From delicate and silky, through to velvety, creamy, full-bodied and even fatty – the diversity of mouthfeel in whisky is produced by an equilibrium of factors – ABV (and associated dilution with water), wood influence, even the temperature that your dram is served at will affect how it reacts with the receptors in your mouth. Particular flavours that your detect in your whisky will also have resulted in changes to texture – bright fruitiness – I.E. esters – their formation during distillation and maturity forms longer chain compounds which, despite being only fractional within the liquid, contribute oily and silky notes that might not add flavour, but do add to the overall mouth-coating nature of a whisky.
But, texture also needs to feel tied to whisky’s flavour – whilst a light, subtle floral dram might prove surprising when accompanied by a thick, oily and greasy mouthfeel – it is unlikely to hold wide consumer appeal. Expectations of mouthfeel can be as important as mouthfeel itself.
Boutique-y’s seventh batch of Clynelish forms the offering for door number 21 in the bottlers 2019 Advent calendar. The bottling was released early in 2019 at a cost of <accessing memory> around £135. 1,147 bottles were produced at 47.8% - they sold out in relatively short order – Clynelish is popular all round, but certainly held in high regard (oft-times rightfully) by hardcore whisky fans. As such, you’ll be frequenting auction sites if you’re looking to obtain this bottle – not many have seemingly appeared there, but last summer one sold for £150 – so a bit of a bump up by the time you add in fees and shipping.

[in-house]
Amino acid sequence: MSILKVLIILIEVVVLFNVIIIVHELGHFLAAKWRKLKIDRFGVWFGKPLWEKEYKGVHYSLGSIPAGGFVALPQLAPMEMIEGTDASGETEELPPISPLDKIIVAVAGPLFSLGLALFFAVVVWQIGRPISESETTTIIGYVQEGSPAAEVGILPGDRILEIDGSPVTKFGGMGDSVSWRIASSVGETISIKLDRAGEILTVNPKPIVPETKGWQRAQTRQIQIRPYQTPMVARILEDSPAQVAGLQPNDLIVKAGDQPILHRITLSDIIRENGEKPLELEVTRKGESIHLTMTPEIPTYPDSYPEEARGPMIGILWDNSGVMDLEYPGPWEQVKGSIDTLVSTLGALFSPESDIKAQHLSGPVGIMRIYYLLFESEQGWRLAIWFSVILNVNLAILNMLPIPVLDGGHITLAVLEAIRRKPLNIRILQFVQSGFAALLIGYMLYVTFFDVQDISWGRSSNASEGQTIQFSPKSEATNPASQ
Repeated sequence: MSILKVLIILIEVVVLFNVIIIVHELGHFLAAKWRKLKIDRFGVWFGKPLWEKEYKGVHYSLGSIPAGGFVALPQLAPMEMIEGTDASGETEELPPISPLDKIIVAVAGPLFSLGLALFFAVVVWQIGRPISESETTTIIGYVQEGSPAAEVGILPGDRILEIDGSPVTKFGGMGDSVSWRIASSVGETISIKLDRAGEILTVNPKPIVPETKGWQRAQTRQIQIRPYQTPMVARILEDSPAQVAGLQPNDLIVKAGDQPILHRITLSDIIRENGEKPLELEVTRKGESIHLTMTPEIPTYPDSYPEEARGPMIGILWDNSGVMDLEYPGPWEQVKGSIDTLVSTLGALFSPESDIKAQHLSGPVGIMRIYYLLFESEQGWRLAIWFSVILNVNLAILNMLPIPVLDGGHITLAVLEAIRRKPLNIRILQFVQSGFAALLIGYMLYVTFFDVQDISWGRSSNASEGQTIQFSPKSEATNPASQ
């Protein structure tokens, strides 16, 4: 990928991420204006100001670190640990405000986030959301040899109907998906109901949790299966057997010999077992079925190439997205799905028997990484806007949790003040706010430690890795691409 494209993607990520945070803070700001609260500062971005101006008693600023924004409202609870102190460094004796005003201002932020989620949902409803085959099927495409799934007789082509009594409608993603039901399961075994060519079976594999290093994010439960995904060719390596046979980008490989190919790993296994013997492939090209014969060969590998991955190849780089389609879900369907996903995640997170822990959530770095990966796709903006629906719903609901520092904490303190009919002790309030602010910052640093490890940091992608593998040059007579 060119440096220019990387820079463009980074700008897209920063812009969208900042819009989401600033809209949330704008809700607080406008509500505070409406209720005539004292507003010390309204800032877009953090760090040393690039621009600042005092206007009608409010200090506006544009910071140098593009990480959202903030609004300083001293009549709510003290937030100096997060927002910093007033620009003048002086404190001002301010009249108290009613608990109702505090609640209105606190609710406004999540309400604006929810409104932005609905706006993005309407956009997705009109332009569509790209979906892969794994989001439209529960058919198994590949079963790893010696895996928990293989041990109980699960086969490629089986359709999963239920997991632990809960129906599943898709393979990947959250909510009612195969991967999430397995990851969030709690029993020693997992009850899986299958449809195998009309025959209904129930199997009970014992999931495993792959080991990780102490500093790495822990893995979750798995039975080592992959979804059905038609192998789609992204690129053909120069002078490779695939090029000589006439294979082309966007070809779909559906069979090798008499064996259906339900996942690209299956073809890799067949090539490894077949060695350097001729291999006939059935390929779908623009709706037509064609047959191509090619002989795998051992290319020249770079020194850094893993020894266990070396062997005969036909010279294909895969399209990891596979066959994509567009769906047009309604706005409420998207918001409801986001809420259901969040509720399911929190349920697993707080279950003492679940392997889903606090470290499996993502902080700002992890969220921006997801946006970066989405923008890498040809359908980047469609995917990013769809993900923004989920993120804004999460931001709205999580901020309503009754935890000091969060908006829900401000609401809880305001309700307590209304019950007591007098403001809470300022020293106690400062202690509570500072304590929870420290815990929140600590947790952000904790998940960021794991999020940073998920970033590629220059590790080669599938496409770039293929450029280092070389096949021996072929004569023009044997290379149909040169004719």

Nose: Immediately waxy with bees wax, paraffin candles and a glug of olive oil. Sitting on top is bright, polished tropical fruits – pineapple chunks, mango slices, kiwi and a bunch of under ripe green bananas. There’s a creaminess here – yoghurt and fondant icing, alongside chopped almonds. Reduction expresses orchard fruits, with vibrant pears joined by baked brioche buns and a background note of chalky salinity.
Taste: As textural as one would both hope and expect from this distillate – opening with an array of waxes and oils. Bittersweet oranges are joined by pineapple and mango for a particularly juicy arrival. Then, honey water and marzipan with lemony polish and finely lacquered teak furniture. In the back-palate, a divergence to coastalness – limestone, chalk and salt – sharp, mineralistic and almost reflective of seawater. Reduction adds orange liqueurs as well as sour/tart fruit in the form of grapefruit and gooseberries.
Finish: Medium to long with fading orchard and tropical fruits alongside waxiness and licks of salt.
In my view it’s always worth looking at the age statement on a bottle of Clynelish and assessing whether its year of distillation was likely 1997 – a particularly golden period for the distillery in terms of the quality and expressiveness of the spirit that was produced. This Boutique-y bottling at 21 years of age is, likely from that purple patch. And it shows, with great weight and communicative aromas and flavours. Add a pang of coastal salt into the back palate for good measure and you’re really cooking with gas. Delightful.